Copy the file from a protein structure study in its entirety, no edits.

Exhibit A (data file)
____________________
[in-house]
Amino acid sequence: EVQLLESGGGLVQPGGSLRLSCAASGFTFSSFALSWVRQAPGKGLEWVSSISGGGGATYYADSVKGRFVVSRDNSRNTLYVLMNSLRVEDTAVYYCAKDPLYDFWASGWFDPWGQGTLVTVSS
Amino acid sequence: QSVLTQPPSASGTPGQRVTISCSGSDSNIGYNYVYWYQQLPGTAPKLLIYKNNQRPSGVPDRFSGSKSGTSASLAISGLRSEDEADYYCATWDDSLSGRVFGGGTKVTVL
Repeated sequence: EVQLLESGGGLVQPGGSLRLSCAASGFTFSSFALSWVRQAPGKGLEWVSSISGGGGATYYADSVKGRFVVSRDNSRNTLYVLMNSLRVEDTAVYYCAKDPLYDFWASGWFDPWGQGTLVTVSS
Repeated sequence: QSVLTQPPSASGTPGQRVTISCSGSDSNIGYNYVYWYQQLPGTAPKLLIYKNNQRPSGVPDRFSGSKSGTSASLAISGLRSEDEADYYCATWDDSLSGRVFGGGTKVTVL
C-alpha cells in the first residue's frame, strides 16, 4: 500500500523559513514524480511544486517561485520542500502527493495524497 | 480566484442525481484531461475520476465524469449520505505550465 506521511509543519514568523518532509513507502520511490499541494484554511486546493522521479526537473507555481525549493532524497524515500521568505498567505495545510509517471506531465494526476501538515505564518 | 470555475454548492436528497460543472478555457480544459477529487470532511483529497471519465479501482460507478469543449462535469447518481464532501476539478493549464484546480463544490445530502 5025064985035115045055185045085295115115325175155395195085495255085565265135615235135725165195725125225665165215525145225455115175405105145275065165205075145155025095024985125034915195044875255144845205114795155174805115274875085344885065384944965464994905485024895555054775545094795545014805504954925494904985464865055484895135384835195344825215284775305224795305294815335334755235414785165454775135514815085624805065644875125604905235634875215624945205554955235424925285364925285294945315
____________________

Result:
[in-house]
Amino acid sequence: EVQLLESGGGLVQPGGSLRLSCAASGFTFSSFALSWVRQAPGKGLEWVSSISGGGGATYYADSVKGRFVVSRDNSRNTLYVLMNSLRVEDTAVYYCAKDPLYDFWASGWFDPWGQGTLVTVSS
Amino acid sequence: QSVLTQPPSASGTPGQRVTISCSGSDSNIGYNYVYWYQQLPGTAPKLLIYKNNQRPSGVPDRFSGSKSGTSASLAISGLRSEDEADYYCATWDDSLSGRVFGGGTKVTVL
Repeated sequence: EVQLLESGGGLVQPGGSLRLSCAASGFTFSSFALSWVRQAPGKGLEWVSSISGGGGATYYADSVKGRFVVSRDNSRNTLYVLMNSLRVEDTAVYYCAKDPLYDFWASGWFDPWGQGTLVTVSS
Repeated sequence: QSVLTQPPSASGTPGQRVTISCSGSDSNIGYNYVYWYQQLPGTAPKLLIYKNNQRPSGVPDRFSGSKSGTSASLAISGLRSEDEADYYCATWDDSLSGRVFGGGTKVTVL
C-alpha cells in the first residue's frame, strides 16, 4: 500500500523559513514524480511544486517561485520542500502527493495524497 | 480566484442525481484531461475520476465524469449520505505550465 506521511509543519514568523518532509513507502520511490499541494484554511486546493522521479526537473507555481525549493532524497524515500521568505498567505495545510509517471506531465494526476501538515505564518 | 470555475454548492436528497460543472478555457480544459477529487470532511483529497471519465479501482460507478469543449462535469447518481464532501476539478493549464484546480463544490445530502 5025064985035115045055185045085295115115325175155395195085495255085565265135615235135725165195725125225665165215525145225455115175405105145275065165205075145155025095024985125034915195044875255144845205114795155174805115274875085344885065384944965464994905485024895555054775545094795545014805504954925494904985464865055484895135384835195344825215284775305224795305294815335334755235414785165454775135514815085624805065644875125604905235634875215624945205554955235424925285364925285294945315